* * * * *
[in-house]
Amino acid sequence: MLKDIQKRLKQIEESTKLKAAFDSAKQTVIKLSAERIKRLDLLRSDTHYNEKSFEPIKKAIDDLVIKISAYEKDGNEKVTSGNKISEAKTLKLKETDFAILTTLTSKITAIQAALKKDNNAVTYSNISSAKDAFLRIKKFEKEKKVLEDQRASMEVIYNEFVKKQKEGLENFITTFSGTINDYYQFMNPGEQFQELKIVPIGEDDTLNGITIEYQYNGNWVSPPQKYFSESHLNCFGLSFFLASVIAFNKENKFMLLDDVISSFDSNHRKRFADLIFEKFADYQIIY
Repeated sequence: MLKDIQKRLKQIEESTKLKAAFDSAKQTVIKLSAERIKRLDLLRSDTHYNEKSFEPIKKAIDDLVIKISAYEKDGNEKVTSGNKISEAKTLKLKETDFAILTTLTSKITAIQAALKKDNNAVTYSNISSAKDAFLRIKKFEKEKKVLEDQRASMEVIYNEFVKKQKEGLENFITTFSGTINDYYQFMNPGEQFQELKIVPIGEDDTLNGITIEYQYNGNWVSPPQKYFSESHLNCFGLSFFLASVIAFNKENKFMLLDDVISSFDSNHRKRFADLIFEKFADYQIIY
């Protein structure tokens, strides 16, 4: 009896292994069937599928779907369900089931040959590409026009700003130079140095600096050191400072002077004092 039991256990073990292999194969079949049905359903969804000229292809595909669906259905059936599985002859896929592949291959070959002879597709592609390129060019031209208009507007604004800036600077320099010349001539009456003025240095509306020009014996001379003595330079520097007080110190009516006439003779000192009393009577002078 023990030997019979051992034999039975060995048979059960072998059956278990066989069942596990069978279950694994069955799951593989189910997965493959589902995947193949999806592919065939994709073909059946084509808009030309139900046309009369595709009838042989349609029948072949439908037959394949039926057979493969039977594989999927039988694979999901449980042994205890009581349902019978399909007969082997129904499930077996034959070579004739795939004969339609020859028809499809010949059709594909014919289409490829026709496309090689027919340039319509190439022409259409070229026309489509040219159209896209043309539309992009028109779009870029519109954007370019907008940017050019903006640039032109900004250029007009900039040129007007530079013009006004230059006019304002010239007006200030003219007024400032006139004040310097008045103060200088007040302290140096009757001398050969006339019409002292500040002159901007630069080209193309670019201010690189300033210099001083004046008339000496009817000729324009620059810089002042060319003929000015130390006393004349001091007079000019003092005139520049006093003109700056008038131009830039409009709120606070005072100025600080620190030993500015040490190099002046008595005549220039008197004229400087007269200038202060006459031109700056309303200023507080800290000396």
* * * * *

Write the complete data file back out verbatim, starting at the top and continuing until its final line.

[in-house]
Amino acid sequence: MLKDIQKRLKQIEESTKLKAAFDSAKQTVIKLSAERIKRLDLLRSDTHYNEKSFEPIKKAIDDLVIKISAYEKDGNEKVTSGNKISEAKTLKLKETDFAILTTLTSKITAIQAALKKDNNAVTYSNISSAKDAFLRIKKFEKEKKVLEDQRASMEVIYNEFVKKQKEGLENFITTFSGTINDYYQFMNPGEQFQELKIVPIGEDDTLNGITIEYQYNGNWVSPPQKYFSESHLNCFGLSFFLASVIAFNKENKFMLLDDVISSFDSNHRKRFADLIFEKFADYQIIY
Repeated sequence: MLKDIQKRLKQIEESTKLKAAFDSAKQTVIKLSAERIKRLDLLRSDTHYNEKSFEPIKKAIDDLVIKISAYEKDGNEKVTSGNKISEAKTLKLKETDFAILTTLTSKITAIQAALKKDNNAVTYSNISSAKDAFLRIKKFEKEKKVLEDQRASMEVIYNEFVKKQKEGLENFITTFSGTINDYYQFMNPGEQFQELKIVPIGEDDTLNGITIEYQYNGNWVSPPQKYFSESHLNCFGLSFFLASVIAFNKENKFMLLDDVISSFDSNHRKRFADLIFEKFADYQIIY
């Protein structure tokens, strides 16, 4: 009896292994069937599928779907369900089931040959590409026009700003130079140095600096050191400072002077004092 039991256990073990292999194969079949049905359903969804000229292809595909669906259905059936599985002859896929592949291959070959002879597709592609390129060019031209208009507007604004800036600077320099010349001539009456003025240095509306020009014996001379003595330079520097007080110190009516006439003779000192009393009577002078 023990030997019979051992034999039975060995048979059960072998059956278990066989069942596990069978279950694994069955799951593989189910997965493959589902995947193949999806592919065939994709073909059946084509808009030309139900046309009369595709009838042989349609029948072949439908037959394949039926057979493969039977594989999927039988694979999901449980042994205890009581349902019978399909007969082997129904499930077996034959070579004739795939004969339609020859028809499809010949059709594909014919289409490829026709496309090689027919340039319509190439022409259409070229026309489509040219159209896209043309539309992009028109779009870029519109954007370019907008940017050019903006640039032109900004250029007009900039040129007007530079013009006004230059006019304002010239007006200030003219007024400032006139004040310097008045103060200088007040302290140096009757001398050969006339019409002292500040002159901007630069080209193309670019201010690189300033210099001083004046008339000496009817000729324009620059810089002042060319003929000015130390006393004349001091007079000019003092005139520049006093003109700056008038131009830039409009709120606070005072100025600080620190030993500015040490190099002046008595005549220039008197004229400087007269200038202060006459031109700056309303200023507080800290000396």